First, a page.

Tech to host one of the South's largest Earth Day celebrations

A look around the happenings on the campus of the Georgia Institute of Technology

students will be taking final exams later this month as it continues to be a busy spring on campus.

And certainly it will be Friday with the school’s 15th annual Earth Day Celebration, one of the largest in the southeast. Thousands of people will converge on Tech Walk for the 10 a.m. to 3 p.m. event, which will feature 70 exhibitors, live music, free organic popcorn and recycling activities.

The goal of Georgia Tech's Earth Day Celebration is to focus attention on the environment and increase people's awareness of the world around them. The event is free and open to the public and see here for more information.


Of course, it’s not cheap to attend to Tech, and more than 500 students recently received the Tech Promise, a program since 1997 that has been assisting students of families who earn less than $33,300 a year. Read more about it here.


Here’s a cool video on Tech researchers who are closing in on creating the world’s first nuclear clock! And you thought the atomic clock was the only way to go to stay on time?


Recently, Tech opened its doors to more than 400 middle school and high school students for the third annual Robotics Open House. Georgia Tech masters students and Ph.D. candidates demonstrated more than 20 projects around campus, marking the Institute’s participation in National Robotics Week.

Students saw a variety of projects, including an autonomous race car, robotic submarines and Simon (click here for a video of the day’s events).


In an age where technology drives the pace of change, many universities are struggling to keep up with high-tech education alternatives. However, instead of ignoring the inevitability of change, how can institutions incorporate these disruptive technologies within the traditional university?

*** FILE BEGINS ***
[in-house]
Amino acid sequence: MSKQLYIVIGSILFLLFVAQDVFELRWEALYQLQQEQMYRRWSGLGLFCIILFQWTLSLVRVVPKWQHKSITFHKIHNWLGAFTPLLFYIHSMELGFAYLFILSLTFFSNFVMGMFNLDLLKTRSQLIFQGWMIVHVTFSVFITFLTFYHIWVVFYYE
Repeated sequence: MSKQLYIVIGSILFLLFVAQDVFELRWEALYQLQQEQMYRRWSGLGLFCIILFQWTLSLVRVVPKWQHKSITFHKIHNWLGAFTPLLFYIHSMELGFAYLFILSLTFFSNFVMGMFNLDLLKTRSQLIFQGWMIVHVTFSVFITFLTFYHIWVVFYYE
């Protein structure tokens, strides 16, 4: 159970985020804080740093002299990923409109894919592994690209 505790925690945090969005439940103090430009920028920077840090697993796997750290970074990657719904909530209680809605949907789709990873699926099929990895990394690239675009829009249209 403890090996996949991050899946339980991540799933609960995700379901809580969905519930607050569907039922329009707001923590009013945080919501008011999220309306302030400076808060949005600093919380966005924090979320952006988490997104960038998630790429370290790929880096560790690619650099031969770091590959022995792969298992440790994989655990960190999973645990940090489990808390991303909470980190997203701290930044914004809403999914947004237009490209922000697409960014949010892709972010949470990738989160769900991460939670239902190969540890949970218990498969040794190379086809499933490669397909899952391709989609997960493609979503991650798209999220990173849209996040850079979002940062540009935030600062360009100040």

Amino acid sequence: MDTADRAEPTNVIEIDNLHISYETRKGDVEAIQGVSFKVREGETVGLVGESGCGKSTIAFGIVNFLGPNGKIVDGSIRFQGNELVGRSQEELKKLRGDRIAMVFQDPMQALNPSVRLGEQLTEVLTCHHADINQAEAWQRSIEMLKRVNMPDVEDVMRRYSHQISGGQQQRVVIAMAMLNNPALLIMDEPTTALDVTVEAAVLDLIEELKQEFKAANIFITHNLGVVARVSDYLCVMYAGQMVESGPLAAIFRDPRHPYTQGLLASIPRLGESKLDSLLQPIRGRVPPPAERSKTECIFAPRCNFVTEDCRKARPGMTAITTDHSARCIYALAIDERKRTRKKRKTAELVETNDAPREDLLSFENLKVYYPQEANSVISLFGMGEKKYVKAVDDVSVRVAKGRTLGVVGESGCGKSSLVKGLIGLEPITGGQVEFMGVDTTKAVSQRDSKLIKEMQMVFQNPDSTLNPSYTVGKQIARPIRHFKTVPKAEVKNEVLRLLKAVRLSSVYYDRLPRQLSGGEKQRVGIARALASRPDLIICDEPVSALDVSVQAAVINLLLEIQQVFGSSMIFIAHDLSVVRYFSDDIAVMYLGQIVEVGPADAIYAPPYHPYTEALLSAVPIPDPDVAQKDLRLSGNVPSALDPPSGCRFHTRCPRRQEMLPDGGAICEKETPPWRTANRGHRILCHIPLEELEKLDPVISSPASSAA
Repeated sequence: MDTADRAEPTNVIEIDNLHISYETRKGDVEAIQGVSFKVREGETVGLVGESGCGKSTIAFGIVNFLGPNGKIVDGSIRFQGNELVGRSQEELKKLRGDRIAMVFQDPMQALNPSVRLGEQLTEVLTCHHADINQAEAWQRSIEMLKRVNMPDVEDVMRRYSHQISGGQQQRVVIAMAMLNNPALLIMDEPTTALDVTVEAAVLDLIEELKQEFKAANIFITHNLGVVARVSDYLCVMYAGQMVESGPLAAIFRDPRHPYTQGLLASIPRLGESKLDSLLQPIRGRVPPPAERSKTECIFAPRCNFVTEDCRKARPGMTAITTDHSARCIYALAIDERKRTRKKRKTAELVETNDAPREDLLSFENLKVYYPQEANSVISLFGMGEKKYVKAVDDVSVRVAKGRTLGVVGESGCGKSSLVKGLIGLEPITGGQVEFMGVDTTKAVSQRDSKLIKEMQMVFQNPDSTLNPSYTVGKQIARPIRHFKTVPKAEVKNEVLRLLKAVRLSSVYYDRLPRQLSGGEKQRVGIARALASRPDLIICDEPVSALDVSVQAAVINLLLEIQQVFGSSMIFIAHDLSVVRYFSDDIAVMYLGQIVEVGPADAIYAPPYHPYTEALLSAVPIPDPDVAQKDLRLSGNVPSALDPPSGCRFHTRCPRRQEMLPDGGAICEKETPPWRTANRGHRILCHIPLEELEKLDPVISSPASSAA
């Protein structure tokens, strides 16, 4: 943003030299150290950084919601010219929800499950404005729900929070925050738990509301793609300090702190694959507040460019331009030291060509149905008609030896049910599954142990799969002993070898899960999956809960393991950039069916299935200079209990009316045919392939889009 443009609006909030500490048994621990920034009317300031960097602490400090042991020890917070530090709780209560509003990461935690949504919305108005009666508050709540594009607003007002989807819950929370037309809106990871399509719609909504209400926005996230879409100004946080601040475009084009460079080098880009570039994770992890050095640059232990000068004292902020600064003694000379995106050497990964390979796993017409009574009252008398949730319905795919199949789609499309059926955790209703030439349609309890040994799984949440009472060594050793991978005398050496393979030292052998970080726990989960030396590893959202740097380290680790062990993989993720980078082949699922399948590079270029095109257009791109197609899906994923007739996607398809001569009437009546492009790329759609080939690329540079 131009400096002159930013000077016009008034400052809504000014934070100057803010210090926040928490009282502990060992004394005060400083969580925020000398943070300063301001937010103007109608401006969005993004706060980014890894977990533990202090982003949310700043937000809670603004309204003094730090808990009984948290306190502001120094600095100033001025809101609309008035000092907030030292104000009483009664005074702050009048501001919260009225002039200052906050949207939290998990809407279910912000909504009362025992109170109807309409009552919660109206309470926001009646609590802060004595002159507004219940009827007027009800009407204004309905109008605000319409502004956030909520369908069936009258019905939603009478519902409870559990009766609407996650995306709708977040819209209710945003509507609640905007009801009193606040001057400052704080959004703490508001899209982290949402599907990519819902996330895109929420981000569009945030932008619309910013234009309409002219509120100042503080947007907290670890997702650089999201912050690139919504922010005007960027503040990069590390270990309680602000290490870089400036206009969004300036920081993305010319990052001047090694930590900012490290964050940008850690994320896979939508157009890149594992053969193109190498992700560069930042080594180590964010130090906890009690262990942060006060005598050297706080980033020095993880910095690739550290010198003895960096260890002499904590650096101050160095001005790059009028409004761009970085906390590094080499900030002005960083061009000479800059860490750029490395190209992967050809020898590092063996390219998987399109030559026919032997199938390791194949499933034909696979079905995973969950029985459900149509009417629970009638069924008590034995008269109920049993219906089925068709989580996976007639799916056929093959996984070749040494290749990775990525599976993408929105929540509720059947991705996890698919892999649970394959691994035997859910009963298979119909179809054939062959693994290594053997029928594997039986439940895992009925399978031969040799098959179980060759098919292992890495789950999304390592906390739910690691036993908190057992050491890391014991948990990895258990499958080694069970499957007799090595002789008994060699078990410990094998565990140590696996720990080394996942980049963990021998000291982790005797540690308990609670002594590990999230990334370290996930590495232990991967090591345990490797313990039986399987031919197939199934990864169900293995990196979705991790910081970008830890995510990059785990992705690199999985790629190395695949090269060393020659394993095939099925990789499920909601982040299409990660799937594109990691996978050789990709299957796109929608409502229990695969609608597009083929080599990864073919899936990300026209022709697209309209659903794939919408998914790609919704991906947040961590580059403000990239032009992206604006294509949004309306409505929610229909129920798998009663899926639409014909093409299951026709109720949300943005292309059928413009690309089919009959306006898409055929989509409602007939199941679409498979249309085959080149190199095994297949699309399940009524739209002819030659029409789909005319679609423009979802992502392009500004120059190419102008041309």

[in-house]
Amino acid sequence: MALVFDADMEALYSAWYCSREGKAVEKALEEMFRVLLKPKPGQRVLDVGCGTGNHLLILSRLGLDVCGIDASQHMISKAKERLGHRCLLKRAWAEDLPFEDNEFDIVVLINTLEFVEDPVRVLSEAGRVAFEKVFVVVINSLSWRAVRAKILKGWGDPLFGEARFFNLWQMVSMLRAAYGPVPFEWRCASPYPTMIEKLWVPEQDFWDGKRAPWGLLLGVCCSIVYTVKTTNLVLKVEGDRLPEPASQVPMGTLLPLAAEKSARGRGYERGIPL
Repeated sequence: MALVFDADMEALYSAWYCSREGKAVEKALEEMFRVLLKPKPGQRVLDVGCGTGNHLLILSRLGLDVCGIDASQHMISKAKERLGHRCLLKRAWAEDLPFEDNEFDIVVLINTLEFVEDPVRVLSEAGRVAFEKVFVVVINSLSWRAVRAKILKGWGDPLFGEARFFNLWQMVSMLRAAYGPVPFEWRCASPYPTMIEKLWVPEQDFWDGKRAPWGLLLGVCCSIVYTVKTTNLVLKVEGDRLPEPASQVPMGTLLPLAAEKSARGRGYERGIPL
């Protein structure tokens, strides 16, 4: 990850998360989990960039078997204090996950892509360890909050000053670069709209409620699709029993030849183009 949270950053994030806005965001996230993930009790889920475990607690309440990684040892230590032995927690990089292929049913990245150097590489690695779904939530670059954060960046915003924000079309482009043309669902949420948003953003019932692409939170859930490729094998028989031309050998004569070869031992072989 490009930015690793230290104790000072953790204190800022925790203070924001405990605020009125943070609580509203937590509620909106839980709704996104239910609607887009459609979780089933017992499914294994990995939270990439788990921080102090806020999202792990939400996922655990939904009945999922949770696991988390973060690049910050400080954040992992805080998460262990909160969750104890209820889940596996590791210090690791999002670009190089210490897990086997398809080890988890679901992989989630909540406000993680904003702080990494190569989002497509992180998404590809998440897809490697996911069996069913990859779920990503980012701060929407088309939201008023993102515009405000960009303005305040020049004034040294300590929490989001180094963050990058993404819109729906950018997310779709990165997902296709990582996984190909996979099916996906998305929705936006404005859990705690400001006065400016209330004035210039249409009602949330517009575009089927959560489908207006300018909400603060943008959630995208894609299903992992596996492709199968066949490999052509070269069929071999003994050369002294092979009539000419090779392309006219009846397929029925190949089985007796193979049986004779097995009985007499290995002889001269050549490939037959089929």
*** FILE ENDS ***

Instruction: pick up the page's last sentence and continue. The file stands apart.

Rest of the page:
That is the question that Georgia Tech’s Center for 21st Century Universities (C21U) sought to answer with its first annual TechBurst Competition, where students were invited to create short, sharable videos that explain a single concept in an entertaining and compelling way while competing for $5,000 in cash prizes.

C21U announced the winners of the competition during the TechBurst Awards Ceremony on Tuesday. First place went to the video “Constructing the ‘Perfect Cube’ in Biomedical Engineering,” created by Aaron Morris, Rachel Cornelius, Matt Duane and Clair Matthews; second place to “The Physics of Gravitational Pull in Space” submitted by Sarah Lashinksy; third place to “Introduction to Circuits: Resistors, Capacitors and Inductors” submitted by Hunter Scott; and the crowd-sourced winner was “Chemical Combustion” submitted by Erin Lightfoot.


The Georgia Tech baseball team scored an 8-4 home win over Georgia State on Tuesday to improve to 22-16 on the year. The Jackets, though, are just 6-10 in ACC play heading into this weekend’s three-game set at nationally-ranked North Carolina. The Sunday game versus the Tar Heels will be nationally televised by ESPNU.

Tech plays rival Georgia next Tuesday, April 24, at Turner Field at 7 p.m. and will be seeking to avenge last month’s 7-1 loss in Athens.


Wednesday marks Tech’s final spring football practice before Friday night’s spring game at Bobby Dodd Stadium. "Friday Night on the Flats" will include a host of fan-friendly activities surrounding the 7:45 p.m. game, which is free to the public. See here for more info on the festivities including a postgame fireworks display presented by Atlantic Station.

- The Georgia Institute of Technology contributed to this report


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